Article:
It was blustery and quite choppy the next morning when I with our centre manager Henry, Alba Baya (research assistant) and volunteers Andrew and Alex headed for the small beach at the end of the Watamu headland to wait for the KWS boat. We had a dozen or so planks of neem wood that we started to cut into short pieces while waiting to use for “stepping stones” around the colony. It took two trips to take us together with equipment and the Warden + two rangers who were manning the boat across to the island and as we approached it we could see the birds circling and wheeling in the air over the rock as well as chasing each other low across the water. There were probably 300+ birds in all, mostly the all white Roseates with the black crown but a handful of Sootys and then probably about 20 Brown Noddys – a species for which in the past we only ever recorded one or two every year – until two years ago when there was an explosion of them with an estimated 1,000 birds on the island! To see 20 again this time suggested therefore that there would be good numbers again this year – beautiful birds which are rarely seen as they are so much pelagic (oceanic) in their occurance.

the Noddys like to sit on the cliff in the lee of the wind and are amazingly approachable – this is taken with just a small digital camera from about 20ft away!

We flushed a lone Fish Eagle sitting at the top of the cliff as we climbed up to get to the flat top of the island – he was probably very happy to have the terns come back as he regularly feeds on both the adults and the chicks once they start hatching. There were no terns on the ground so we were just in time to be able to put the path down and set up the quadrats. Using ‘hot pink’ string left over by some visiting entomologists earlier in the year, we started marking out 1x1m squares and putting down a winding path of 1-foot long bits of plank. This was a long and slow process and it took a good 2 hours to mark out 22 quadrats and lay the path.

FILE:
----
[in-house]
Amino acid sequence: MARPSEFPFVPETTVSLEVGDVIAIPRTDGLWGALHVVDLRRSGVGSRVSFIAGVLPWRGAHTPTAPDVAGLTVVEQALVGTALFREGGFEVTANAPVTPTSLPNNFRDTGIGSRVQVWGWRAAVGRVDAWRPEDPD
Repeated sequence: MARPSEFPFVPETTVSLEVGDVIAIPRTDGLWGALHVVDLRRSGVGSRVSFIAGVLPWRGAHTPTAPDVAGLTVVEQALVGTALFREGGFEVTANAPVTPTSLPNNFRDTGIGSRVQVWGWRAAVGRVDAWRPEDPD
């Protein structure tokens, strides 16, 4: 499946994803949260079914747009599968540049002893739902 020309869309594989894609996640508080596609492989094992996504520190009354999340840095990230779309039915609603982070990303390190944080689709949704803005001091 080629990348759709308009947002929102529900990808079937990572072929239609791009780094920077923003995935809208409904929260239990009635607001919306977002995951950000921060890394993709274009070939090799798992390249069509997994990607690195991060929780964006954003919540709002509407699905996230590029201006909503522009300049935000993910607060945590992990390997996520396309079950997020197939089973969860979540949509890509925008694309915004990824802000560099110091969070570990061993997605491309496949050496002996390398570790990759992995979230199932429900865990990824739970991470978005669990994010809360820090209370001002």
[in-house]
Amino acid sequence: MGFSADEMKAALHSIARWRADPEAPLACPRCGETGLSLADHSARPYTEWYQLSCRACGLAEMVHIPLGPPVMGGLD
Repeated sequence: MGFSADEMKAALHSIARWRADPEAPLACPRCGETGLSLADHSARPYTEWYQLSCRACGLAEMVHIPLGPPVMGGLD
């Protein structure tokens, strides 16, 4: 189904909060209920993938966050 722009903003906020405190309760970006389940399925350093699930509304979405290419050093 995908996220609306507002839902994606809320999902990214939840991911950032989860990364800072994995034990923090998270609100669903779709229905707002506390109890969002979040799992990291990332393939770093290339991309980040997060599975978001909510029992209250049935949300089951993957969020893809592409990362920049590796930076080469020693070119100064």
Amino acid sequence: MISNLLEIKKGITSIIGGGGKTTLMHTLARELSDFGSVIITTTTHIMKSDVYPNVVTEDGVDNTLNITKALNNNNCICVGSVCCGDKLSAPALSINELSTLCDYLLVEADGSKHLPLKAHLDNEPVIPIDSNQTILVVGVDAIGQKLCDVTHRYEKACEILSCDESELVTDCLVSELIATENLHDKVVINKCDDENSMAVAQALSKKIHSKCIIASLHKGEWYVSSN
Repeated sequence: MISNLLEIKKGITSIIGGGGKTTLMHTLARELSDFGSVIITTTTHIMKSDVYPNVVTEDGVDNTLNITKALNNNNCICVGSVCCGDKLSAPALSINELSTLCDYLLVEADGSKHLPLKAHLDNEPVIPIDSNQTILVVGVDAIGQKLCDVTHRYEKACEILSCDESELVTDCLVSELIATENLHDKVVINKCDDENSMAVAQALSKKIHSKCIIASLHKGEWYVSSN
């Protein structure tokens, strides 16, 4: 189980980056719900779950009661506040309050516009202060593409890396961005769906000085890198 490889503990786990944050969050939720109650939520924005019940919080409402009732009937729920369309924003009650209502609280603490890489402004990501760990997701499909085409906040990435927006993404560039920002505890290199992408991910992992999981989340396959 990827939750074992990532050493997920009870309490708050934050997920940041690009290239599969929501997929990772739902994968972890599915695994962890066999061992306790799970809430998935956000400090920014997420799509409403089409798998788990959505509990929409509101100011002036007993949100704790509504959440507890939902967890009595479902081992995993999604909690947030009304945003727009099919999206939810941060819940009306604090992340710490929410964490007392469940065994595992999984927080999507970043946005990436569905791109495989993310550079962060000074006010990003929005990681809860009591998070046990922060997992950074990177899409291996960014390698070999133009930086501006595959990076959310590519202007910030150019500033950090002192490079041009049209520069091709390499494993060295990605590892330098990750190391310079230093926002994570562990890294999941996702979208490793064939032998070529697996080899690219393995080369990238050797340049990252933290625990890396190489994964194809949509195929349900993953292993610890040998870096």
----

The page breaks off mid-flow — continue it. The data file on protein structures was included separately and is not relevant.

Andrew is a GIS expert and so he spent the time with the GPS marking and taking points all over the island so we can draw up a decent map of it.

By the time we finished the tide was well and truly on its way back up and when me Andrew and Alex were picked up by the second return trip of the boat we had to wade out through quite deep water to get to where the boat could reach without being slung onto the rocks.

Altogether a very successful trip – we now just wait for a couple of weeks and then head back to see how the breeding attempt is coming along. One worrying possibility is that there are rats on the island still (there was an infestation 2 years back and I’d hoped they’d have died out by now but there were signs that the rats are still around which we may have to do something about…).

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A night at Mida Creek ringing waders about to leave for Asia

The waders (shorebirds) are just about to leave for their breeding grounds in Asia and it’s a very interesting time to collect data from them to understand their migration strategies better. We usually invite volunteers and any guests staying at Mwamba to join us for the night – or part of it. Laura and Jonny, volunteers from England with us for six weeks tell of their experience…

A normal Saturday night for this average British teenager is not usually spent knee deep in Mida Creek with a bird in both hands and dark shadows under my eyes. Yet this is where I found myself on the 4th of April 2009.